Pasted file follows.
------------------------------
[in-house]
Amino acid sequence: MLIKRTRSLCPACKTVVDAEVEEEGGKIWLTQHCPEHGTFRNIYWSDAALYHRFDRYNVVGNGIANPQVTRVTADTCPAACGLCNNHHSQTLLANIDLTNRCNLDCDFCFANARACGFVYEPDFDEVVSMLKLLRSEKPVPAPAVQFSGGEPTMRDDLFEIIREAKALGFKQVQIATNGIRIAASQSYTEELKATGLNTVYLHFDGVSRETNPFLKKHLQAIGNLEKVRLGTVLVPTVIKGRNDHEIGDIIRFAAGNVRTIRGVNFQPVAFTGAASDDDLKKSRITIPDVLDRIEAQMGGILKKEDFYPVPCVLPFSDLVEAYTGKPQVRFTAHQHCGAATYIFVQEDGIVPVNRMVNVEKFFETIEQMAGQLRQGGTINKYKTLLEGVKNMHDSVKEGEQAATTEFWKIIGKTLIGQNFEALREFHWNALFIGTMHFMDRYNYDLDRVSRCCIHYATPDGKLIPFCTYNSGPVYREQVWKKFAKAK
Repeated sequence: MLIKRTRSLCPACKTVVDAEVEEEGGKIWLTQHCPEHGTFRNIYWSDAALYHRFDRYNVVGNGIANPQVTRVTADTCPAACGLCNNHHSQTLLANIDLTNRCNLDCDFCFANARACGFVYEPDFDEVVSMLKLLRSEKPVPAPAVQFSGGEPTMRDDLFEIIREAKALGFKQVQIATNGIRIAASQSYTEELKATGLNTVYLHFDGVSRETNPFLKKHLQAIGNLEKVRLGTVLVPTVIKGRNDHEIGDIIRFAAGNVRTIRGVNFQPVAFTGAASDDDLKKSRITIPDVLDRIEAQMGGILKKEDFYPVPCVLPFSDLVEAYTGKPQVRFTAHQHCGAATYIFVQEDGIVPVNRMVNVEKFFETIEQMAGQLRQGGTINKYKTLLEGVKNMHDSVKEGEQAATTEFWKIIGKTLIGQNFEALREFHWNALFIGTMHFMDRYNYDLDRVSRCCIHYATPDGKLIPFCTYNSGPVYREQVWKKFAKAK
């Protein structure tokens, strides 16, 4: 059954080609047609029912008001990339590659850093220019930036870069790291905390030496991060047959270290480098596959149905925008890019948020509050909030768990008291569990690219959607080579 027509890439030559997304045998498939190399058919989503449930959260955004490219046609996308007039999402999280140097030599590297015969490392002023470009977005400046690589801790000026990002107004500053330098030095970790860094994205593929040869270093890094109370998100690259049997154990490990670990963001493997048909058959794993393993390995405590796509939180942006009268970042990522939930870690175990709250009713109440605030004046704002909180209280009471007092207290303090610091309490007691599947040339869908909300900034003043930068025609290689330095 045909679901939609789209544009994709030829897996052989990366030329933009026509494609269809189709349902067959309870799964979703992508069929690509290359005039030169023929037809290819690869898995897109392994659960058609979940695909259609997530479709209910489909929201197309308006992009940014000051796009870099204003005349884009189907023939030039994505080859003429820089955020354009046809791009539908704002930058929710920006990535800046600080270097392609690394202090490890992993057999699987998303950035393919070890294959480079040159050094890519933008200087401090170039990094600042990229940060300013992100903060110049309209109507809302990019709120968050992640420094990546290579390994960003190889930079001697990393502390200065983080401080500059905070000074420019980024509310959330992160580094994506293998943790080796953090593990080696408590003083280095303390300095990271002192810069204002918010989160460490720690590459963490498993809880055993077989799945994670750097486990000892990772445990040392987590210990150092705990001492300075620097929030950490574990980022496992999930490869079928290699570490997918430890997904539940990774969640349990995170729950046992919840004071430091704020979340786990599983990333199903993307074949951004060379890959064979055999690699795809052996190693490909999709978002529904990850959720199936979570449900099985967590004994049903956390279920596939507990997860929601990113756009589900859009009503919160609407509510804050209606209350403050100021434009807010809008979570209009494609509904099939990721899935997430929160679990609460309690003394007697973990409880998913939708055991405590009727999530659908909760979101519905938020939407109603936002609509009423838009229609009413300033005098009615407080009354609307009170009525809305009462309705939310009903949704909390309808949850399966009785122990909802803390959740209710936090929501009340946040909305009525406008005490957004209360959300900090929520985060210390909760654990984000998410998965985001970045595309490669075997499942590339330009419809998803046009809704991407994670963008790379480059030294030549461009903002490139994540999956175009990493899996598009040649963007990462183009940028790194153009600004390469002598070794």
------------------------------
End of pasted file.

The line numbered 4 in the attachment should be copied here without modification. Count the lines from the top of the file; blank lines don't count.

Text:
């Protein structure tokens, strides 16, 4: 059954080609047609029912008001990339590659850093220019930036870069790291905390030496991060047959270290480098596959149905925008890019948020509050909030768990008291569990690219959607080579 027509890439030559997304045998498939190399058919989503449930959260955004490219046609996308007039999402999280140097030599590297015969490392002023470009977005400046690589801790000026990002107004500053330098030095970790860094994205593929040869270093890094109370998100690259049997154990490990670990963001493997048909058959794993393993390995405590796509939180942006009268970042990522939930870690175990709250009713109440605030004046704002909180209280009471007092207290303090610091309490007691599947040339869908909300900034003043930068025609290689330095 045909679901939609789209544009994709030829897996052989990366030329933009026509494609269809189709349902067959309870799964979703992508069929690509290359005039030169023929037809290819690869898995897109392994659960058609979940695909259609997530479709209910489909929201197309308006992009940014000051796009870099204003005349884009189907023939030039994505080859003429820089955020354009046809791009539908704002930058929710920006990535800046600080270097392609690394202090490890992993057999699987998303950035393919070890294959480079040159050094890519933008200087401090170039990094600042990229940060300013992100903060110049309209109507809302990019709120968050992640420094990546290579390994960003190889930079001697990393502390200065983080401080500059905070000074420019980024509310959330992160580094994506293998943790080796953090593990080696408590003083280095303390300095990271002192810069204002918010989160460490720690590459963490498993809880055993077989799945994670750097486990000892990772445990040392987590210990150092705990001492300075620097929030950490574990980022496992999930490869079928290699570490997918430890997904539940990774969640349990995170729950046992919840004071430091704020979340786990599983990333199903993307074949951004060379890959064979055999690699795809052996190693490909999709978002529904990850959720199936979570449900099985967590004994049903956390279920596939507990997860929601990113756009589900859009009503919160609407509510804050209606209350403050100021434009807010809008979570209009494609509904099939990721899935997430929160679990609460309690003394007697973990409880998913939708055991405590009727999530659908909760979101519905938020939407109603936002609509009423838009229609009413300033005098009615407080009354609307009170009525809305009462309705939310009903949704909390309808949850399966009785122990909802803390959740209710936090929501009340946040909305009525406008005490957004209360959300900090929520985060210390909760654990984000998410998965985001970045595309490669075997499942590339330009419809998803046009809704991407994670963008790379480059030294030549461009903002490139994540999956175009990493899996598009040649963007990462183009940028790194153009600004390469002598070794």